DO YOU BELIEVE THAT IN 1985 there are nuclear weapons in space, a powerful "X-Plane" which defends Tokyo from attack, and a bunch of bumblers in charge of the U.S. military? Well if you do, then the sudden reappearance of Godzilla, in a new coat of modern special effects, will come as no surprise. And if you're able to forget any intelligence that you may have, you may actually enjoy Godzilla '85, newly released in the Boston area.
If you came to see an Americanized version of a Godzilla movie, think again. Most of the movie's actors are Japanese-speaking Japanese, and the movie is dubbed in English. The film is almost exactly modeled after the old films.
Just like in the old movies, a recently-risen Godzilla grouchily slinks his 80-meter-long body all over Japan in search of some decent breakfast (which in this case is a nuclear power plant). Even after we are told that Godzilla is impervious to any man-made weapon, we get to see the Japanese send their best weapons against the monster, naturally to no avail.
Just like in the old movies, there is a budding love affair between two of the central characters, and it blossoms into a beautiful relationship under the pressure of Godzilla's wrath. There are fantastic coincidences which allow the two to meet, and Godzilla's naughty behavior in downtown Toyko literally throws the two into each others' arms.
But Godzilla '85 is not just a remake of the old movies. There is an attempt to deify Godzilla in this movie, a theme which is often repeated in none too subtle terms by various characters. We are told that Godzilla is more than just a fantastically large creature; he is a force of nature, nature's response to man's foolish treatment of the planet and nuclear weapons.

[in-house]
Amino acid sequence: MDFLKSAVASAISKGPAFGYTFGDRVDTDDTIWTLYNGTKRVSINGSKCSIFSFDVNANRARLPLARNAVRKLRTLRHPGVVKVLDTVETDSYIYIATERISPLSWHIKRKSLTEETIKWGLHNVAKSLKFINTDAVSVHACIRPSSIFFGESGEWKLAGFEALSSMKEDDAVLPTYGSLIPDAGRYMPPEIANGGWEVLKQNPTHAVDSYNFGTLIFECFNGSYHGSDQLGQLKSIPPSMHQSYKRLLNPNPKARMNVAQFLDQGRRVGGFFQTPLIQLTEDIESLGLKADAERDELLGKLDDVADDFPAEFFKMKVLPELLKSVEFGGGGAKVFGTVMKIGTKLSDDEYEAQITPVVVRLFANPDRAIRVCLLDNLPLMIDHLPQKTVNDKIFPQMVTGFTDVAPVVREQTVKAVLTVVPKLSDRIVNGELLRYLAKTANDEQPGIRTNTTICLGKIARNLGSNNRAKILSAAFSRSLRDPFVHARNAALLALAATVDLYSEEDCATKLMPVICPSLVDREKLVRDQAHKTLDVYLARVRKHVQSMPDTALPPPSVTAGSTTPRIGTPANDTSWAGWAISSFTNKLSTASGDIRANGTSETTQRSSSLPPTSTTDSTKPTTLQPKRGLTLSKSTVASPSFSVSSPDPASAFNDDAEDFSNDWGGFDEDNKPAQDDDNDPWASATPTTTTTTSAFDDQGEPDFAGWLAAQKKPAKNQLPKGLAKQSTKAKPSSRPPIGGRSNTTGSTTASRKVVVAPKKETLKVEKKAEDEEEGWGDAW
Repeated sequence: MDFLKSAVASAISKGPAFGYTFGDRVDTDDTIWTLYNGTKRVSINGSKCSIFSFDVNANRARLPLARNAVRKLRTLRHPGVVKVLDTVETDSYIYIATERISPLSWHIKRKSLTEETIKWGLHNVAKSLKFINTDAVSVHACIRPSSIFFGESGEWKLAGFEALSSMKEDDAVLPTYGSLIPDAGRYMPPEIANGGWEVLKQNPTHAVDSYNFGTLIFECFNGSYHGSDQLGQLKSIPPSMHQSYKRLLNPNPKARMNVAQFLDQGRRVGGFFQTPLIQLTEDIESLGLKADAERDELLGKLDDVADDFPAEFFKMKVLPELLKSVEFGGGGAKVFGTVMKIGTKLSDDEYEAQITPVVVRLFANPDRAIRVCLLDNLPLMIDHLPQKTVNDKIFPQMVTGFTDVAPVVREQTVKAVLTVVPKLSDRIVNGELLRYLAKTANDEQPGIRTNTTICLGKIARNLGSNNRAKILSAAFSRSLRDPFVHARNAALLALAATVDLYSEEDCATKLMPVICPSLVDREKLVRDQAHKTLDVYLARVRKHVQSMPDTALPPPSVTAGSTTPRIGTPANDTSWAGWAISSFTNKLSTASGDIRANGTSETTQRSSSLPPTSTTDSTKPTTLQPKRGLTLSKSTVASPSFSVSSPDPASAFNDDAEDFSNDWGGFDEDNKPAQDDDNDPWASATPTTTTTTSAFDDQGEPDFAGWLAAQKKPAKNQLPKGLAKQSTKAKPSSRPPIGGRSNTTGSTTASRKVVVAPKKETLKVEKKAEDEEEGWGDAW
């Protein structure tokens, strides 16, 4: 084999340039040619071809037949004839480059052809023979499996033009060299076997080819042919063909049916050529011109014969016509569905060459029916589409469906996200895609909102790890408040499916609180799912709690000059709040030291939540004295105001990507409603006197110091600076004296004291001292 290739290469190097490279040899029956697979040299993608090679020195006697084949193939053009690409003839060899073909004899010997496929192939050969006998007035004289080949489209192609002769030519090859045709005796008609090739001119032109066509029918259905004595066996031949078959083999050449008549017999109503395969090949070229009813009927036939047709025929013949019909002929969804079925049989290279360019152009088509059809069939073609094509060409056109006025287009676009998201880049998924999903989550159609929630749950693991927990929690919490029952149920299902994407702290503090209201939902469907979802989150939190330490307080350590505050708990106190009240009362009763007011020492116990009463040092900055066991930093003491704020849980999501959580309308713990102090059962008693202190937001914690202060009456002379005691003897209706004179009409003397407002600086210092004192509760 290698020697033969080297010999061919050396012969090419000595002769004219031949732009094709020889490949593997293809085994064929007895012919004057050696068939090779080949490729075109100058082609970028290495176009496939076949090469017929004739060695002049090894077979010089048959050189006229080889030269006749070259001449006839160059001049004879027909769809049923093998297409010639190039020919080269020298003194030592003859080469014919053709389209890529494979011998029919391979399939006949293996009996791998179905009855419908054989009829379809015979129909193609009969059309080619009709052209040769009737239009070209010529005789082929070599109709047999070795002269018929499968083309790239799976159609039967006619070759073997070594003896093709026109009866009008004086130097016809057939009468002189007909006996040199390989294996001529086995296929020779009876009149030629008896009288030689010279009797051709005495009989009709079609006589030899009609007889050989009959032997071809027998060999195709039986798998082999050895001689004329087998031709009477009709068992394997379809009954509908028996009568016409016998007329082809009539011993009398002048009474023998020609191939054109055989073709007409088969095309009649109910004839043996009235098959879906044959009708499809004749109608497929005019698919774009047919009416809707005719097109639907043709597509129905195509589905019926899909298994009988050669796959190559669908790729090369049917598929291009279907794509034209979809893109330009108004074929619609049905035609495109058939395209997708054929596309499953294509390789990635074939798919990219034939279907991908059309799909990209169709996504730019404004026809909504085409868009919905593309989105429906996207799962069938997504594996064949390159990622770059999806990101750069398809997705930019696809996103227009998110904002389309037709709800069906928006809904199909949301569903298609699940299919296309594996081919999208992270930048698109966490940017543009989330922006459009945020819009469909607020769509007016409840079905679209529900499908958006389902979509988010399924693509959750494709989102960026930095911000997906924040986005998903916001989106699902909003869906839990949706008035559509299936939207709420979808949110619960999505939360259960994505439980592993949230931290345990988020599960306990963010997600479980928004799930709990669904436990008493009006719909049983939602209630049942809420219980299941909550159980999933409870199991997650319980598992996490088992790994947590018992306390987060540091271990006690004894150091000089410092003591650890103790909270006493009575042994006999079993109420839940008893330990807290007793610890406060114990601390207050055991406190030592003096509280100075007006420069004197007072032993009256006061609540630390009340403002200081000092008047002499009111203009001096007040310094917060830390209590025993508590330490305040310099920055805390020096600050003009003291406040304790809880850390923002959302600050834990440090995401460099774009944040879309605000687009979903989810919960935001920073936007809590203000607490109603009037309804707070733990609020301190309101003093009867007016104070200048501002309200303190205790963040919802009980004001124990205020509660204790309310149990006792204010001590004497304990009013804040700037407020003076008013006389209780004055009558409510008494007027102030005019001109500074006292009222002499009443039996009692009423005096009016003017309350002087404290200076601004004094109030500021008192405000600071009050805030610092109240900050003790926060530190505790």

If it sounds serious, it's not. Only a fool would believe that Godzilla, as he tackles another 30-floor skyscraper, is anything more than a sexually repressed monster who happens to be stronger than Arnold Schwarzenegger and taller than Manute Bol.
Perhaps the role of Raymond Burr, as the only American who survived Godzilla's last whirlwind tour of Tokyo, is meant to show us that Godzilla has entered the modern world. But all Burr does is offer the American military tidbits of information every few minutes, assault us full-force with his huge carcass, and do absolutely nothing in terms of real action. His presence is really nothing but a huge farce to attract crowds.
THE ONLY VALID DIFFERENCE between this Godzilla and the past ones is the special effects used to depict the monster itself. We see Godzilla from a multitude of angles and destroying a multitude of objects, and it looks reasonably real--much more real than in the old movies in which an animated Godzilla struck down model airplanes and we knew it.
Of course, this realism works against this Godzilla-as-a-force-of-nature theme. He looks like a huge monster; he acts like a real monster. What else can we conclude but that he is a real monster? He is not some force that has sprung up to teach mankind a lesson (that man's buildings need more reinforced steel?) and then disappear when the message has been sent.
Godzilla '85 is really nothing more than a sequel to the old Godzilla movies. And as sequels go, it's not very good. Every director knows that a follow-up movie must be bigger and better than the its predecessors. But Godzilla just isn't any bigger and better. The creature has no new powers. It doesn't destroy anything more than it did in the past (in fact it was pretty lenient on Toyko this time). It doesn't travel in space, threaten the moon, or try to stop the Earth from rotating.
Directors Hashimoto and Kizer tried to created a tragic figure out of Godzilla. He tried to tell us that we shouldn't blame Godzilla for its actions since it was created by nature for a specific purpose. But modern audiences are just too sophisticated to fall for that crap. When a 100-ton monster squashes us out of existence, we just have to blame something more than nature.